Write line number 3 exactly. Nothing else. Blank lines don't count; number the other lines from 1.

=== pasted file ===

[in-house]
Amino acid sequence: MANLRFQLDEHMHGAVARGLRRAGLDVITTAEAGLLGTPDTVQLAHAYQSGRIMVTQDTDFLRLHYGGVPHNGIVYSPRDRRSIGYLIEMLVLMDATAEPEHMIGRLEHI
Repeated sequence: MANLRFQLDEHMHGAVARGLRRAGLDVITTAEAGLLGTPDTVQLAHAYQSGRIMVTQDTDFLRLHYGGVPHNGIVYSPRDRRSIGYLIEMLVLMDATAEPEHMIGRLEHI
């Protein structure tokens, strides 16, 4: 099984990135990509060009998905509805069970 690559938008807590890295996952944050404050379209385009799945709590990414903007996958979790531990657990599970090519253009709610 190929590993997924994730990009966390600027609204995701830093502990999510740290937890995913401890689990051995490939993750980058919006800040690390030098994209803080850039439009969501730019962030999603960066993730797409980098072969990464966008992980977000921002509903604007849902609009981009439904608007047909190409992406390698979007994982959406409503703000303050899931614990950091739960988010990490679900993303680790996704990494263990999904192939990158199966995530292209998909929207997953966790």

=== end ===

Repeated sequence: MANLRFQLDEHMHGAVARGLRRAGLDVITTAEAGLLGTPDTVQLAHAYQSGRIMVTQDTDFLRLHYGGVPHNGIVYSPRDRRSIGYLIEMLVLMDATAEPEHMIGRLEHI